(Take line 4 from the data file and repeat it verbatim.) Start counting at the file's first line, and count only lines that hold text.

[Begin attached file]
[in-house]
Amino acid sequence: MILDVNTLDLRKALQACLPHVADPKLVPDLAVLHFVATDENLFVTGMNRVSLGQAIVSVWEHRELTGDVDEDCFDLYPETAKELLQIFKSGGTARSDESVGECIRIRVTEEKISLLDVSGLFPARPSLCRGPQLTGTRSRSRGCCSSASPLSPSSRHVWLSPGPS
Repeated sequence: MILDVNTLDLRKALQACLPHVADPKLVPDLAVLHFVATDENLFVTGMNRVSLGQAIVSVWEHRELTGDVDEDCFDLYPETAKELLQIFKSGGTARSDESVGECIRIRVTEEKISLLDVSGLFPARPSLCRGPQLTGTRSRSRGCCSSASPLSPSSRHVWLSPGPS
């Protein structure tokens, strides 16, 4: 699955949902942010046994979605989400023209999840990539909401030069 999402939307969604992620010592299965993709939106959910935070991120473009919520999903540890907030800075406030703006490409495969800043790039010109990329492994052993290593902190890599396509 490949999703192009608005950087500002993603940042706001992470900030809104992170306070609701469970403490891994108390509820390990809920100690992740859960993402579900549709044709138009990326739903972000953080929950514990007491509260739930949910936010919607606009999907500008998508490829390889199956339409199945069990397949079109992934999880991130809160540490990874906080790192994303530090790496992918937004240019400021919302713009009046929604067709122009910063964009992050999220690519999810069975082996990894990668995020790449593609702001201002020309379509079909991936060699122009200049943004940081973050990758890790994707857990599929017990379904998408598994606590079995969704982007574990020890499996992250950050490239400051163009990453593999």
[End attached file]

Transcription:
């Protein structure tokens, strides 16, 4: 699955949902942010046994979605989400023209999840990539909401030069 999402939307969604992620010592299965993709939106959910935070991120473009919520999903540890907030800075406030703006490409495969800043790039010109990329492994052993290593902190890599396509 490949999703192009608005950087500002993603940042706001992470900030809104992170306070609701469970403490891994108390509820390990809920100690992740859960993402579900549709044709138009990326739903972000953080929950514990007491509260739930949910936010919607606009999907500008998508490829390889199956339409199945069990397949079109992934999880991130809160540490990874906080790192994303530090790496992918937004240019400021919302713009009046929604067709122009910063964009992050999220690519999810069975082996990894990668995020790449593609702001201002020309379509079909991936060699122009200049943004940081973050990758890790994707857990599929017990379904998408598994606590079995969704982007574990020890499996992250950050490239400051163009990453593999």